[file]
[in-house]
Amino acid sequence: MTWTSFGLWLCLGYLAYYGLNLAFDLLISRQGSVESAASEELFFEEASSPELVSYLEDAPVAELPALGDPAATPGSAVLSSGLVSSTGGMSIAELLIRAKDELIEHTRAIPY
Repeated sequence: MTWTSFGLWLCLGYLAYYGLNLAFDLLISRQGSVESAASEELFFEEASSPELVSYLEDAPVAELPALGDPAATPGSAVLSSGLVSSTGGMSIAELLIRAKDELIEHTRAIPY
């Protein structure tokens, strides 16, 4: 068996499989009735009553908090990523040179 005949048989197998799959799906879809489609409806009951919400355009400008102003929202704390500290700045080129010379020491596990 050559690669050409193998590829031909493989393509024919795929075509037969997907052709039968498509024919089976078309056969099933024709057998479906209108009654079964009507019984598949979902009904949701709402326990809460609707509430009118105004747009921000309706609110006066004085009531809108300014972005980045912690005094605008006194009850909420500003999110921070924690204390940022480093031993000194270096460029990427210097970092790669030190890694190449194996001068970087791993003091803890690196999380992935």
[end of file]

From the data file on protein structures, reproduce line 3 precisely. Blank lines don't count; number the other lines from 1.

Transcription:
Repeated sequence: MTWTSFGLWLCLGYLAYYGLNLAFDLLISRQGSVESAASEELFFEEASSPELVSYLEDAPVAELPALGDPAATPGSAVLSSGLVSSTGGMSIAELLIRAKDELIEHTRAIPY